Escape Room Review - Escape Land: Live Escape Games On Oxford Street

     Based right in the centre of London – in Oxford Street, in fact, if the banner above didn’t tip you off – Escape Land has a choice of two themed rooms to experience.  The first is built around a mad scientist (“Professor Oxford’s Escape Room London”), while the other has a Leonardo Da Vinci theme.  

By ‘themed around’ Leonardo Da Vinci, this does mean that it’s only a theme.  The room has no story or plot to follow, and no mission to complete.  The room, if you choose to be kind, could be said to be inspired by Da Vinci’s life and works, with his paintings featured in some puzzles and his history and contemporaries referenced.  A lot more could have been done with the theme though, and there are many different stories it would be simple to introduce and keep centred around the theme.  Fans of the renaissance man should agree with this, along with fans of the Da Vinci of our time.  I refer here, of course, to Dan Brown.  Whether you were looking for a classic story or a modern twist, there were no riddles hidden inside paintings, no conspiracy theories and not a Holy Grail or cryptex in sight. 

Although there’s no story to speak of as such, the puzzles are laid out in a dynamic way, especially as there’s more than one area to discover.  There are enough concurrent puzzles that everyone can contribute.  Putting together the answers to manage to unlock a door and being rewarded with a whole new area to explore does feel very satisfying.

The starting area is quite cramped, even with the smallest team of three people.  There’s a lot of time spent bumping into the furniture and each other.  There’s no forewarning given by the website game that you’ll start off in darkness, and it’s not mentioned in the introduction to the game.  Although each player is provided with a flashlight, it’s something to bear in mind if you or anyone in your team suffers from claustrophobia or a fear or the dark – you’ll be spending a good ten minutes of the game in darkness.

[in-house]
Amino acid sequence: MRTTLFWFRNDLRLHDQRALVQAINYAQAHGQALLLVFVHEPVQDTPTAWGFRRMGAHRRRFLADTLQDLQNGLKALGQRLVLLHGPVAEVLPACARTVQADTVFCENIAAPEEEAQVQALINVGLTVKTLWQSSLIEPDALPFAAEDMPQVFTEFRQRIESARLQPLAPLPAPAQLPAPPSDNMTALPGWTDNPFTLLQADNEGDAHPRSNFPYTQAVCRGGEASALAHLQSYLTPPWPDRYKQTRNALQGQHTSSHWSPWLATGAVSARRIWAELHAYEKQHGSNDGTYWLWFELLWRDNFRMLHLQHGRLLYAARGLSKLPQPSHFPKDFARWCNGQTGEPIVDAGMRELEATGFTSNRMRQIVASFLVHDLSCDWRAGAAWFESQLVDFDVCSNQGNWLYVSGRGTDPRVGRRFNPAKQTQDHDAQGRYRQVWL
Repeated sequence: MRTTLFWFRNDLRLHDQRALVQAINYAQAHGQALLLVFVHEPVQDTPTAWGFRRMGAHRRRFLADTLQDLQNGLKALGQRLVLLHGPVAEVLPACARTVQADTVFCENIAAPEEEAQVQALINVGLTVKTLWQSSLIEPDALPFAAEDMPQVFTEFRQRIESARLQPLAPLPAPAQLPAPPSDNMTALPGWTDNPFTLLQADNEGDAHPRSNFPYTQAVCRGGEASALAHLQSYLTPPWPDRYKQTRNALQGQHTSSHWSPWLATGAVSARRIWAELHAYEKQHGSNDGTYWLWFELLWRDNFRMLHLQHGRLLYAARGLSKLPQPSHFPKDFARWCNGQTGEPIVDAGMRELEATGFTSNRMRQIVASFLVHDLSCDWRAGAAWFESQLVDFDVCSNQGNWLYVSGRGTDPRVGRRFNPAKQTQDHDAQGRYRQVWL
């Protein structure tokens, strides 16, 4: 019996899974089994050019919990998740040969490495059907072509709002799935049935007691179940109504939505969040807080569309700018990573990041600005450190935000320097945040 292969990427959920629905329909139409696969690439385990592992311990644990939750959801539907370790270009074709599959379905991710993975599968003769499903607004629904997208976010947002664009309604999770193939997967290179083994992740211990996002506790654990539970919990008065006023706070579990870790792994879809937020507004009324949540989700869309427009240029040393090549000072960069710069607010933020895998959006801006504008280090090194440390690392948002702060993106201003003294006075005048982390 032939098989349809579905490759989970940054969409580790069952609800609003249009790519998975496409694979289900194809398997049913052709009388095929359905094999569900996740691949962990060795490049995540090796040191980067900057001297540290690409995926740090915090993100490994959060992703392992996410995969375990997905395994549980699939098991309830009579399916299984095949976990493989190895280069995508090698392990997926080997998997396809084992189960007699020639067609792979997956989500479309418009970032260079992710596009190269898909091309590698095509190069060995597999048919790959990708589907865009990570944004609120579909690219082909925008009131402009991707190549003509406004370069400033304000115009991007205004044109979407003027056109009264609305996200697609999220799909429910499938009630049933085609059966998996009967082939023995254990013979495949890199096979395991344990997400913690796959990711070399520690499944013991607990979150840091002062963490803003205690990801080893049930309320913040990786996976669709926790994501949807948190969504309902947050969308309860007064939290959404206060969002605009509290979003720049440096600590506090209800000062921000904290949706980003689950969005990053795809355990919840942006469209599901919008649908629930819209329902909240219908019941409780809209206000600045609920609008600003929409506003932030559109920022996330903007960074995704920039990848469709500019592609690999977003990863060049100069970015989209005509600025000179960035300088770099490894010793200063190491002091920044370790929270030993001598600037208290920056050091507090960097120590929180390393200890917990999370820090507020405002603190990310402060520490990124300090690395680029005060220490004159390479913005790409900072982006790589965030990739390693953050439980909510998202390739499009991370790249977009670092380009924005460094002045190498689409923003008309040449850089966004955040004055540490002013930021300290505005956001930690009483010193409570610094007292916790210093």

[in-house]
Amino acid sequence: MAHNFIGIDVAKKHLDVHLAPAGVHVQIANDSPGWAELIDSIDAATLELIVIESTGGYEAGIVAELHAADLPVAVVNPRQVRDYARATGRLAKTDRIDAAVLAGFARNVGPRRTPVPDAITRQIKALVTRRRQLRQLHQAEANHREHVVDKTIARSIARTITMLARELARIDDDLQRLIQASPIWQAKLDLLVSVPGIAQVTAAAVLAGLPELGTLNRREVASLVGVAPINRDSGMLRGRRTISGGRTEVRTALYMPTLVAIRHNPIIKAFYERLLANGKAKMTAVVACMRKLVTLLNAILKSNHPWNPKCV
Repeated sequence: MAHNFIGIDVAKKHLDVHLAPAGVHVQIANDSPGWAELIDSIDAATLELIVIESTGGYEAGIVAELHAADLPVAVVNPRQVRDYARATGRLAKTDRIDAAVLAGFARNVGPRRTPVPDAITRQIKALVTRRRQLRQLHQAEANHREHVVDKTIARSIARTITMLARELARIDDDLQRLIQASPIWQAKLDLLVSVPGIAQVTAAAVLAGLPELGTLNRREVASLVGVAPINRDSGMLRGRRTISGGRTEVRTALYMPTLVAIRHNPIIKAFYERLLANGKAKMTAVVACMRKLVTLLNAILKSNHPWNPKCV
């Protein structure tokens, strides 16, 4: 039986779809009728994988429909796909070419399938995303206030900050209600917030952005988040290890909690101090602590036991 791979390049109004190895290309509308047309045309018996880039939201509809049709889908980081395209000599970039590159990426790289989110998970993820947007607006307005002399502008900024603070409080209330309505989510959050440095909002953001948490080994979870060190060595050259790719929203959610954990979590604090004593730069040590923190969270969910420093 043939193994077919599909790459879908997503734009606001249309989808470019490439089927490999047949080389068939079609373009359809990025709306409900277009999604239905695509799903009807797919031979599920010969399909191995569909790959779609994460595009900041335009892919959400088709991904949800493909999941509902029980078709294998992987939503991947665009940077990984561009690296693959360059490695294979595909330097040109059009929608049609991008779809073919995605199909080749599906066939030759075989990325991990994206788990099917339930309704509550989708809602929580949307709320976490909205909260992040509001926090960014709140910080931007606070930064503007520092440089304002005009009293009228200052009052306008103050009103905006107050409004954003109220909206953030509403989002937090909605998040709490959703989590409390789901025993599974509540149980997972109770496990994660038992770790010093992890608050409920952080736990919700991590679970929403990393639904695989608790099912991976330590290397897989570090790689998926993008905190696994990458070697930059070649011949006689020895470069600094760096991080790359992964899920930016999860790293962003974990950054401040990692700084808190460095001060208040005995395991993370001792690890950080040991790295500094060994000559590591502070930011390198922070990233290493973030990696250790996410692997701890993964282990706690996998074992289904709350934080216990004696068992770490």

He doesn’t look impressed – possibly due to the room’s low success rate.

The room offers a fair challenge, with the owner saying afterwards that it has roughly a 50% completion rate.  There are a few things they’ve done to help players out.  The padlocks are often labelled to help match the code to the right lock.  As there are a significant number of locks to contend with, this takes the difficulty down to merely challenging rather than fiendish.  Another helpful clue from the organisers are the cards left around as handy guides.  For example, there was one card which offered an explanation of what an anagram was.  For most exit room enthusiasts, I can’t imagine these kind of pointers would be needed, but it could be useful for a family team that includes children.

If these hints aren’t enough to keep you moving in the right direction, there are clues available via walkie-talkie.  This means that not only can the organiser contact you to offer advice, you can (if your pride allows you) request help whenever it’s needed rather than waiting for it to be offered.

The walkie-talkie came in useful at one stage during our game, as they had to contact us to recommend that we stop concentrating on one puzzle and move on.  We realised afterwards that this had something to do with the fact that one fairly crucial padlock hadn’t been closed before our game, so there was no point in trying to solve the puzzle that went with it.  This also meant that if we’d realised (and if we’d wanted to) we could have bypassed a good third of the game.  That would spoil the fun a tad, but might have been a sneaky way to beat any time record for that room…

If the story behind a room is important to you, or if you’re method enough that it’s not fun unless you know why you’re escaping from any given exit game and what your motivation is, then this isn’t the game for you.  But otherwise, the puzzles are engaging and fun, especially the moving between the sub-rooms, and the props are genuinely impressive.  Just don’t expect any Holy Grail at the end of it.

Price: £78.00
Players: 3 – 5
Weaknesses:  Lack of story
Strengths:  Ingenuity of puzzles and props

Completion time: 00:59:23